Lawrence City Commission to reconsider raising age to buy tobacco products to 21

photo by: Richard Gwin

Signs warning against the sale of tobacco to minors are displayed in the window of a Lawrence store, Thursday, Feb. 11, 2016.

One of the first actions by the new Lawrence City Commission was to take up a proposal to ban the sale of tobacco and vaping products to people under 21.

The previous commission declined to consider a Tobacco 21 ordinance earlier this year, but two newcomers to the commission, Commissioner Courtney Shipley and Vice Mayor Brad Finkeldei, were sworn in as part of the commission’s meeting Tuesday. Commissioner Lisa Larsen proposed reconsidering the ordinance, and the commission voted 4-1, with Mayor Jennifer Ananda opposing, to put the topic on a future agenda.

A court ruling this summer indicated that local governments have the authority to ban tobacco sales to those under 21, but because of the lack of support among the previous commission, the city has not joined Douglas County in passing such a ban. Larsen said she wanted the new commission to discuss the proposal and hear again from the proponents of the measure.

“I think it would be an opportunity to again hear from staff on the legal aspect of it as well as from those who are advocating for it, to hear more about new things that maybe they’ve come up with,” Larsen said.

Finkeldei, Shipley and Commissioner Stuart Boley also indicated they were interested in discussing a city ordinance restricting tobacco sales to those over 21. Boley, who was sworn in for another term Tuesday, also said he’d be interested in including such a restriction in the commission’s legislative priority statement, encouraging state legislators to create a state law.

Ananda, an attorney who also has a background in social work, has previously expressed to the commission and the Journal-World that she opposes using an ordinance to attempt to address the issue. Ananda has said that although the rise of vaping among teens was definitely a community health problem, she thought the focus should be on prevention rather than intervention, as the Journal-World reported. She has also expressed concern that an ordinance would actually have the negative effect of punishing those behind the counter, usually young people themselves, who don’t follow the age restrictions.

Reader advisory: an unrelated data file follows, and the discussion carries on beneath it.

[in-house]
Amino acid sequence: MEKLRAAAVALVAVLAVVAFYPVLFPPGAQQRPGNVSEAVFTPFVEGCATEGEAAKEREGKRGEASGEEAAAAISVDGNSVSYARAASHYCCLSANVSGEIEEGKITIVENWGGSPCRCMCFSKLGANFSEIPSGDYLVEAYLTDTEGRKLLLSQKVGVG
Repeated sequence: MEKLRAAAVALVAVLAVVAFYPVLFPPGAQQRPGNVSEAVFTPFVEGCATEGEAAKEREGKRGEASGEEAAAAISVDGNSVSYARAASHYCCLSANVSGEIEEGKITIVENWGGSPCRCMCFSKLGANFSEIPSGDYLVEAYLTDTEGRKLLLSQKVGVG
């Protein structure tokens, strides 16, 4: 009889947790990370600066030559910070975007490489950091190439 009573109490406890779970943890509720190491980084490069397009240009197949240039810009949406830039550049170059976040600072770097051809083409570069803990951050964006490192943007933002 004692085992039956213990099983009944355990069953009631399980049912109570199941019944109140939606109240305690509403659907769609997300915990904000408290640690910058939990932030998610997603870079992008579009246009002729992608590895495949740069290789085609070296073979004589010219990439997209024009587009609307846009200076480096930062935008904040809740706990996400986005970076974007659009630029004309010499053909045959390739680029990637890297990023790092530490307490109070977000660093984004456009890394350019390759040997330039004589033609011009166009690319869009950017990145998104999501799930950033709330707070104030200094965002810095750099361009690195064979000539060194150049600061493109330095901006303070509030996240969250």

The LiveWell Douglas County Tobacco 21 work group is backing the initiative, as is the Boys & Girls Club Resist team. The ordinance would prohibit the sale of all tobacco products, including e-cigarettes and other devices that vaporize nicotine liquid, to people under 21, but it would not ban the use of tobacco products for those ages 18-20. In September, members of the Lawrence school board expressed disappointment over the city’s inaction on a ban, and the board said it planned to send a second letter to the commission calling for it to approve a Tobacco 21 ordinance to help combat what the district calls an epidemic of vaping.

Work group leaders have previously told the Journal-World that older teens often provide tobacco products to younger ones, and the measure is meant to decrease access to tobacco products for teens when their brains are still developing and nicotine use is more likely to lead to lifelong addiction.

The commission will develop its legislative priority statement at its meeting Dec. 17, and, like Boley, Larsen and Finkeldei expressed interest in potentially including a statement about increasing the state tobacco age to 21. Regarding a city ordinance, City Attorney Toni Wheeler said the city could provide an update on the recent litigation on the topic and draft an ordinance for the commission’s review based on what other cities are doing. The commission did not schedule a date for that meeting, as Wheeler said the city would also need to reach out to proponents of the ordinance to find a date that works for them.

In other agenda discussion, Shipley proposed the commission reconsider its ordinance that requires property owners to pay to repair the sidewalks adjacent to their homes or businesses. In addition to the ordinance, the city has an administrative policy to provide financial assistance to low-income homeowners and those with more than one sidewalk adjacent to their home. Specifically, Shipley, who campaigned in part against the ordinance, proposed that the city pause the second phase of the sidewalk repair program that is now underway in order to find another “more equitable” solution. Shipley’s proposal to pause the program did not have enough support to move forward, as Boley, Ananda and Larsen said they were not interested in stopping the program at this time. However, commissioners said they were open to discussing the topic before the third phase gets underway, with Ananda specifically saying she wants to discuss the larger question of the city eventually taking on responsibility of all sidewalks.


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